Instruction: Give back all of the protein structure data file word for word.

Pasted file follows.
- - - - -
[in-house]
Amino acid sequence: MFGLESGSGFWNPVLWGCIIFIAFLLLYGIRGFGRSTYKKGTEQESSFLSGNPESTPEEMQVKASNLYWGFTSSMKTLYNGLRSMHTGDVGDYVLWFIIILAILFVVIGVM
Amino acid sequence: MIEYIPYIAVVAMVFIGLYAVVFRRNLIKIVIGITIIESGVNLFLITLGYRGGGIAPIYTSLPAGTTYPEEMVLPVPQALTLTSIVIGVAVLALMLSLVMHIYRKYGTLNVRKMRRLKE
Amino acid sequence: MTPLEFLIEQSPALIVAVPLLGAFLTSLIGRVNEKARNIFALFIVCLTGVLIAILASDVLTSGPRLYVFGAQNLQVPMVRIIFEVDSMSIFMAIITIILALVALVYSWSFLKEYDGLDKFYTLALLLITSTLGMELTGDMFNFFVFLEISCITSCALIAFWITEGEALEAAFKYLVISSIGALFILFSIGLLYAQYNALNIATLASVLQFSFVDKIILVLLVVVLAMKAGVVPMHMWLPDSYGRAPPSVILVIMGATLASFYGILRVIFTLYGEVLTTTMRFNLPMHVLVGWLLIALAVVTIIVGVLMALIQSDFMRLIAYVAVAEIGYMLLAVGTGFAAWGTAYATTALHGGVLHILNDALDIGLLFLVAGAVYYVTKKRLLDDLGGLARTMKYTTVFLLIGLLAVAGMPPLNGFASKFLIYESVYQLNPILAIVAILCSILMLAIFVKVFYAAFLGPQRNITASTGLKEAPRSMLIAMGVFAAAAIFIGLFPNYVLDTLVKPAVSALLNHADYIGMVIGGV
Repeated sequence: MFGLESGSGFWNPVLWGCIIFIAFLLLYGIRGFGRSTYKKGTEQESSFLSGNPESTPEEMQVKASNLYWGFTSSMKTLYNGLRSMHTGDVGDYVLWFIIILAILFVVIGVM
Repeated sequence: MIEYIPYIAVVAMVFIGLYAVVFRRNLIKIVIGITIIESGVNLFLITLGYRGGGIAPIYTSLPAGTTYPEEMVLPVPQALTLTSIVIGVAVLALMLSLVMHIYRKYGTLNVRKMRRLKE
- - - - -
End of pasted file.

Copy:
[in-house]
Amino acid sequence: MFGLESGSGFWNPVLWGCIIFIAFLLLYGIRGFGRSTYKKGTEQESSFLSGNPESTPEEMQVKASNLYWGFTSSMKTLYNGLRSMHTGDVGDYVLWFIIILAILFVVIGVM
Amino acid sequence: MIEYIPYIAVVAMVFIGLYAVVFRRNLIKIVIGITIIESGVNLFLITLGYRGGGIAPIYTSLPAGTTYPEEMVLPVPQALTLTSIVIGVAVLALMLSLVMHIYRKYGTLNVRKMRRLKE
Amino acid sequence: MTPLEFLIEQSPALIVAVPLLGAFLTSLIGRVNEKARNIFALFIVCLTGVLIAILASDVLTSGPRLYVFGAQNLQVPMVRIIFEVDSMSIFMAIITIILALVALVYSWSFLKEYDGLDKFYTLALLLITSTLGMELTGDMFNFFVFLEISCITSCALIAFWITEGEALEAAFKYLVISSIGALFILFSIGLLYAQYNALNIATLASVLQFSFVDKIILVLLVVVLAMKAGVVPMHMWLPDSYGRAPPSVILVIMGATLASFYGILRVIFTLYGEVLTTTMRFNLPMHVLVGWLLIALAVVTIIVGVLMALIQSDFMRLIAYVAVAEIGYMLLAVGTGFAAWGTAYATTALHGGVLHILNDALDIGLLFLVAGAVYYVTKKRLLDDLGGLARTMKYTTVFLLIGLLAVAGMPPLNGFASKFLIYESVYQLNPILAIVAILCSILMLAIFVKVFYAAFLGPQRNITASTGLKEAPRSMLIAMGVFAAAAIFIGLFPNYVLDTLVKPAVSALLNHADYIGMVIGGV
Repeated sequence: MFGLESGSGFWNPVLWGCIIFIAFLLLYGIRGFGRSTYKKGTEQESSFLSGNPESTPEEMQVKASNLYWGFTSSMKTLYNGLRSMHTGDVGDYVLWFIIILAILFVVIGVM
Repeated sequence: MIEYIPYIAVVAMVFIGLYAVVFRRNLIKIVIGITIIESGVNLFLITLGYRGGGIAPIYTSLPAGTTYPEEMVLPVPQALTLTSIVIGVAVLALMLSLVMHIYRKYGTLNVRKMRRLKE